More Altiplano on the way to Puno

Day 5

Another long drive today through valleys over four thousand metres high. Mountains on either side of us are straw-yellow with a hint of green. We continue to feel the effect of the altitude and some of us are not adjusting well.

The scenery is grand and the skies are big. Evidence of corn fields – random strips up the side of a mountain – begin to appear as do flocks of Alpaca, tended by a herder. Stone corals, some seemingly abandoned, can be seen. The Alpaca shelter in these overnight but these low dry-stone-walls can’t possibly contain Alpacas.

The ones my sister-in-law had were always jumping fences. I conclude that they must be hobbled at night to prevent escape. Further on there are cattle and sheep who are tethered so they cannot graze the green lucerne grown and clipped by hand to feed the stock. This farming practice is much the same as Egypt which I observed some years ago. Compared with the mountains this agriculture seems very small scale.

We stop at a beautiful lake where I observe a very stunted Alpaca scratching a living from the ubiquitous Ichu grass – a kind of tussock. The animal attacks the green roots of the Ichu from the outside leaving the centre to continue to grow. Suddenly I notice that much of the Ichu has been grazed and the herders are rotating their flocks around to different areas. It also looks like some had been clipped to feed to other stock. The Alpaca are key to this area, able to live at high altitudes and survive the cold nights in their woolly fleeces.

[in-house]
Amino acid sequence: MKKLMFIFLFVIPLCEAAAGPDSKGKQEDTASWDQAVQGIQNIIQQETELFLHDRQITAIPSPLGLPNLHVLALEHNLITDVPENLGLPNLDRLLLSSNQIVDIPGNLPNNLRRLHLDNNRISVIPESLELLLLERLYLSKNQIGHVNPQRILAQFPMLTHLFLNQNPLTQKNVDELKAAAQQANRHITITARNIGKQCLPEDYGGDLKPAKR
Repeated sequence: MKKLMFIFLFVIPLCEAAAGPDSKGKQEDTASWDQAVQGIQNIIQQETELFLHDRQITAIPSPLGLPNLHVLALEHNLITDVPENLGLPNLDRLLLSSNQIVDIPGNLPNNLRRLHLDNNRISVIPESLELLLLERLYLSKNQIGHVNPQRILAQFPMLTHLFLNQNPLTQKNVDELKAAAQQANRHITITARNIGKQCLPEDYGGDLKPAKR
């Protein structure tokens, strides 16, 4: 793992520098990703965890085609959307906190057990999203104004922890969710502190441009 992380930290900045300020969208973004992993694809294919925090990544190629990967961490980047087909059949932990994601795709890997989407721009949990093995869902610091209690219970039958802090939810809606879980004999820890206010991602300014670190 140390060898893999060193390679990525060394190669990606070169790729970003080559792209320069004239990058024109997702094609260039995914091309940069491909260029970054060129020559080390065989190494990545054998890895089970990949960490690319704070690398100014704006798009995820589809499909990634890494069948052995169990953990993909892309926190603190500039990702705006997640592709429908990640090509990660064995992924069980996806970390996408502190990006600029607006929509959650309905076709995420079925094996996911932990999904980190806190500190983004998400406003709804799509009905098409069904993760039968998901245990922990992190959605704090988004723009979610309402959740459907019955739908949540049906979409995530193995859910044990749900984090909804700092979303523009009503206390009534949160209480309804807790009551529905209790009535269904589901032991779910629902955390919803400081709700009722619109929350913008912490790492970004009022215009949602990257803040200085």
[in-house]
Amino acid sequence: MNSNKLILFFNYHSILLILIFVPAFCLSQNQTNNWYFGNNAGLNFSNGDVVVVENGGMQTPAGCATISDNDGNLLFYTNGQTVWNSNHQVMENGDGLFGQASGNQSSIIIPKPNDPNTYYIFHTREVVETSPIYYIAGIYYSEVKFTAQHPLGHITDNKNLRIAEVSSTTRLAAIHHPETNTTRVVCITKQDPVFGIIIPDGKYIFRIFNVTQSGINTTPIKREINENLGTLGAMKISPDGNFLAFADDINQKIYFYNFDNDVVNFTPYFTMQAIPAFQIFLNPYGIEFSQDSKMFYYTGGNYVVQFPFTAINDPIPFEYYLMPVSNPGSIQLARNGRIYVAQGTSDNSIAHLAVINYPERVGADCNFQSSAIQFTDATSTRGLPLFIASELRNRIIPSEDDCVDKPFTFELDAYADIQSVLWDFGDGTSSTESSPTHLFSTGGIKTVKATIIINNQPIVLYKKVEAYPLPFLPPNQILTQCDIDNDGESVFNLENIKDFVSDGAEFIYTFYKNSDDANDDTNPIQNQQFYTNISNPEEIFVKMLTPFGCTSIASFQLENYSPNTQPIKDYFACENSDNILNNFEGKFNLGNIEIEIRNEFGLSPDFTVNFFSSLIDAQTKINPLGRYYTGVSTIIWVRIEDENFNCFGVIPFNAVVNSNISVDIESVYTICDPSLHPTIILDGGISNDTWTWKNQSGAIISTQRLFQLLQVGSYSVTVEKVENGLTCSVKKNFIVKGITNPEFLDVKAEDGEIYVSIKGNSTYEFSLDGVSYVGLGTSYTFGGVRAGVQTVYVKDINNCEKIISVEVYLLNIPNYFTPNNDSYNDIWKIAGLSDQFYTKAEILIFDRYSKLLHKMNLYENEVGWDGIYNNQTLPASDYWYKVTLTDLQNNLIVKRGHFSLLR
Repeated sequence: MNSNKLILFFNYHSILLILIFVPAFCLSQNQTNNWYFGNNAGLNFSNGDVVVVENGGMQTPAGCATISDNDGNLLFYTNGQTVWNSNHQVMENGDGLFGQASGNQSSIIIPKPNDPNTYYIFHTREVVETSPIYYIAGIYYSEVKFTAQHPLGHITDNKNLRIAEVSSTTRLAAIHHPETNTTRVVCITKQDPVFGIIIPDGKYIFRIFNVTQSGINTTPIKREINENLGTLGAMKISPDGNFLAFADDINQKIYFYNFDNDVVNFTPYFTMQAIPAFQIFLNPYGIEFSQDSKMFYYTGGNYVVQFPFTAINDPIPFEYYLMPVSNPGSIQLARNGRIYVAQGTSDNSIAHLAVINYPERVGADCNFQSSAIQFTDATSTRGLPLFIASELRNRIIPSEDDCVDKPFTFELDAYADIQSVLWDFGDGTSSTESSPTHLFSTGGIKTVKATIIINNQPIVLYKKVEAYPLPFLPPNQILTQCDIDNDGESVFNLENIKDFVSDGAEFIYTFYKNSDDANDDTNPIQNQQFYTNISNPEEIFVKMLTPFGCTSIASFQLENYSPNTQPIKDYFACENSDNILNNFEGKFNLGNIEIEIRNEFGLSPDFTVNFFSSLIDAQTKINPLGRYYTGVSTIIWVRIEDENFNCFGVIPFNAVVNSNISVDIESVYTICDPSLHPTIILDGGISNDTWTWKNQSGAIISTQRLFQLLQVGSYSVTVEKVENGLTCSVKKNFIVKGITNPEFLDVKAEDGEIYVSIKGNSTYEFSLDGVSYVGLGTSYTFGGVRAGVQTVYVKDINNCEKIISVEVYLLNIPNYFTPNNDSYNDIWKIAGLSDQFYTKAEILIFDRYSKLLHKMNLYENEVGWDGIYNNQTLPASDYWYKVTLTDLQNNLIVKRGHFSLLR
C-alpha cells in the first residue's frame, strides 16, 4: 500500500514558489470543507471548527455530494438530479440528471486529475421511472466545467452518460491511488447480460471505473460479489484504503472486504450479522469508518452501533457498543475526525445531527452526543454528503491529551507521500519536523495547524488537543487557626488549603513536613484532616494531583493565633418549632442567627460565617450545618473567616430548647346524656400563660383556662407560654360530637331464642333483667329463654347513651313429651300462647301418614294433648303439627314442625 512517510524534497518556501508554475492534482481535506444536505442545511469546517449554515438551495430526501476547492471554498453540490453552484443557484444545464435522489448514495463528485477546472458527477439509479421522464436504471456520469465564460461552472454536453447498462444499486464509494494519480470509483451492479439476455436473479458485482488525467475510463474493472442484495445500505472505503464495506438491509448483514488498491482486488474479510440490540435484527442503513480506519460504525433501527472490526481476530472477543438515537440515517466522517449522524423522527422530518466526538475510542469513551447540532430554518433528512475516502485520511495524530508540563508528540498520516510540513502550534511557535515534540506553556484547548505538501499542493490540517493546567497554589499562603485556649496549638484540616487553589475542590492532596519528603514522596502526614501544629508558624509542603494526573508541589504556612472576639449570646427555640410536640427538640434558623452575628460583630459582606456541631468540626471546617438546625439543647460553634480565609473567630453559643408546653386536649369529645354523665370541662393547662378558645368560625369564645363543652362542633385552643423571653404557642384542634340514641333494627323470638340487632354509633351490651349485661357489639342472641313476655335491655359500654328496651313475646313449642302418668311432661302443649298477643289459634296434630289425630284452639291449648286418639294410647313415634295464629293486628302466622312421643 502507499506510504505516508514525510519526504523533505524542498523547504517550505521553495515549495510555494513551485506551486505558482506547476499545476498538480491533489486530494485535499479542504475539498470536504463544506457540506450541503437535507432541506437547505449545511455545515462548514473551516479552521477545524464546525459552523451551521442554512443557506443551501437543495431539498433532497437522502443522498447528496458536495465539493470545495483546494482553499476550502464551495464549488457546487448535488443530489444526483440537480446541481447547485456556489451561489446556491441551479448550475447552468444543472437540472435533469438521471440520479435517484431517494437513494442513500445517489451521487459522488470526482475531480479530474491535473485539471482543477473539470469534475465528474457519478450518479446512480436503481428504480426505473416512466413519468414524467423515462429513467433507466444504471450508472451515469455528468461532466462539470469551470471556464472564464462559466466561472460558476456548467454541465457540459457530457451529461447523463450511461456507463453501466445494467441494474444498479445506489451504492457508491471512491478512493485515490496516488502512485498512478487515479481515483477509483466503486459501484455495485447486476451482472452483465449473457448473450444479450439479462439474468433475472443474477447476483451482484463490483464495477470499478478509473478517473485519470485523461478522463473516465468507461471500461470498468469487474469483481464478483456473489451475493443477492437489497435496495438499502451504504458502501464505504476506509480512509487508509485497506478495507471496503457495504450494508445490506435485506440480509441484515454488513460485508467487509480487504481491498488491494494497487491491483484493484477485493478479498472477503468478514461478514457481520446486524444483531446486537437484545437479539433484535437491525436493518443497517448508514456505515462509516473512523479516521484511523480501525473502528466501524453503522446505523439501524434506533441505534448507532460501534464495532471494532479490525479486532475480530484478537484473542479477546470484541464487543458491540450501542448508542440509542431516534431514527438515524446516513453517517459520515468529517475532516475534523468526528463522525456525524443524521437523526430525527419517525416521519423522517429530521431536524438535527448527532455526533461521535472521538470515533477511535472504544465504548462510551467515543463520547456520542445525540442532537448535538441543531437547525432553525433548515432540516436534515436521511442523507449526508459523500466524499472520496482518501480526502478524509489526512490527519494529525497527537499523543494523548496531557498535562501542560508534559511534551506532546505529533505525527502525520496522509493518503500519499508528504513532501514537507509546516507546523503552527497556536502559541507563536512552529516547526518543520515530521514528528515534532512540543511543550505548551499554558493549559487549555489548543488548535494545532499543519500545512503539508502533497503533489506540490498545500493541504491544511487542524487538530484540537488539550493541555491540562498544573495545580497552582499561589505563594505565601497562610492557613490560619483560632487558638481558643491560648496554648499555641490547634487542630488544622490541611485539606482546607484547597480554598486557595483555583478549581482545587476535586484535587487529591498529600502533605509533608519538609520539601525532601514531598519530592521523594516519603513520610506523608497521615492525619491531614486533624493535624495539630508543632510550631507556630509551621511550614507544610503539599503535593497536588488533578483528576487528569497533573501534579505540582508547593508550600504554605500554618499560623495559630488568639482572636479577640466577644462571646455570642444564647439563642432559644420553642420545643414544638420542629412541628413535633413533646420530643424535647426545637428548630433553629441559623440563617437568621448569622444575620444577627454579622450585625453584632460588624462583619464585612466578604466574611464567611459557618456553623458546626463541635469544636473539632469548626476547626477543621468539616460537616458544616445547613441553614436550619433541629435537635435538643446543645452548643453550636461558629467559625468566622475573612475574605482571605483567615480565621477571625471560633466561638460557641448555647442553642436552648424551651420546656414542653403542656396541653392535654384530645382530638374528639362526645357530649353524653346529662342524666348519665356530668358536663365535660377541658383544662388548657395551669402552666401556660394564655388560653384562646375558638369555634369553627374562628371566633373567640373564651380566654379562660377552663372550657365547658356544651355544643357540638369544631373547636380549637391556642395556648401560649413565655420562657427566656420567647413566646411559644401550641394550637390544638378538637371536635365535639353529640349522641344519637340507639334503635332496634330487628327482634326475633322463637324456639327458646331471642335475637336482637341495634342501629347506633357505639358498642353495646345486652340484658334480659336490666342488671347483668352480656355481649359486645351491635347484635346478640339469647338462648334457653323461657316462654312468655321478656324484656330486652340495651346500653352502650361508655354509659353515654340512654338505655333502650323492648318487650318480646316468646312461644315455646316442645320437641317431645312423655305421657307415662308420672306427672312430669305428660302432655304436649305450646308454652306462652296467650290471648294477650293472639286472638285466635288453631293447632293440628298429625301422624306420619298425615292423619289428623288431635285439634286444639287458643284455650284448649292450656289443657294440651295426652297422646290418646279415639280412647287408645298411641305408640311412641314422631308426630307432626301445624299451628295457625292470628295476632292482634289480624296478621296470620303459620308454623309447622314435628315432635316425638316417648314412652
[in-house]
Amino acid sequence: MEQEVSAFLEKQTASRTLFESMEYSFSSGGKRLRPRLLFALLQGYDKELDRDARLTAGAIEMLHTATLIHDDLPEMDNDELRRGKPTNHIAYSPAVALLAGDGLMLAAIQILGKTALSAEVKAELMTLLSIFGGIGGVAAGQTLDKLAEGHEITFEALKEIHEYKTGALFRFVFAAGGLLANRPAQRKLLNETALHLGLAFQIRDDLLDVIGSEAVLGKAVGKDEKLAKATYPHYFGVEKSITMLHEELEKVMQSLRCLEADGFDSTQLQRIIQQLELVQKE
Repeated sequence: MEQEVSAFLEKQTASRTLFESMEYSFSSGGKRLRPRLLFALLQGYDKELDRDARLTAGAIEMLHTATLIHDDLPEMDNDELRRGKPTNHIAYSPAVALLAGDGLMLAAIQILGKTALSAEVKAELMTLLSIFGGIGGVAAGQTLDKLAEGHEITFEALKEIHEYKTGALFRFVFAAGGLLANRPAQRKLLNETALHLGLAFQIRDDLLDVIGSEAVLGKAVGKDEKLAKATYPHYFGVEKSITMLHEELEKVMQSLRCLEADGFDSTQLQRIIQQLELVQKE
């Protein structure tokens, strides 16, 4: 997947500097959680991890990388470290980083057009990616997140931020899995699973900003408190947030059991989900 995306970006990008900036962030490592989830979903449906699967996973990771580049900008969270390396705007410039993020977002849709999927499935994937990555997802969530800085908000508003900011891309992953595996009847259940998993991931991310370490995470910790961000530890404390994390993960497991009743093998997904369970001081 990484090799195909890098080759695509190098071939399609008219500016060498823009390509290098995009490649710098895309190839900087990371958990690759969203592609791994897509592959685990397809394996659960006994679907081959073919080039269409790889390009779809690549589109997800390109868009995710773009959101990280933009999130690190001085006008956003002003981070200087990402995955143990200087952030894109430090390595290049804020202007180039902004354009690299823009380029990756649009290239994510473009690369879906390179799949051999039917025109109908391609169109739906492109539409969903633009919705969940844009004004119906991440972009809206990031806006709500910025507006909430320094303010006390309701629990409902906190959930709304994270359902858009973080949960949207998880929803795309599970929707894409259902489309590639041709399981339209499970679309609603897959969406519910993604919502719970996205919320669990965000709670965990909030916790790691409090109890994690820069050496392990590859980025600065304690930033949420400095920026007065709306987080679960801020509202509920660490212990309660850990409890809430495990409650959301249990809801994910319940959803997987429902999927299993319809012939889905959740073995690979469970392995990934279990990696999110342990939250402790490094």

Alpaca and herder
Stone enclosure for Alpacas or growing potatoe?

They provide meat to accompany a diet of corn and potatoes. The wool is woven and every stop along the way and urban markets offer ‘Baby Alpaca’ accumulated during the lack of tourism during the pandemic. The Peruvians are not pushy sellers, but you can tell that they have been severely affected. There’s a mountain of textiles and hand-made garments for sale post- pandemic.

Puno on Lake titicaca

We arrive to a view of Lake Titicaca, far below. It is blue and inviting but the foreground is grim. The road snakes down through the outskirts of Puno, an ugly city of half-finished buildings in a beautiful setting.

Puno from Lake Titicaca

We walk out to explore the older heart of the city and to find a laundry service. There are none to be seen so we take our dirty clothes to dinner. A google search reveals several Laundries nearby, but they will be closed by the time we have eaten. It just seems easier to do it via the hotel.

Leave a Reply

Your email address will not be published. Required fields are marked *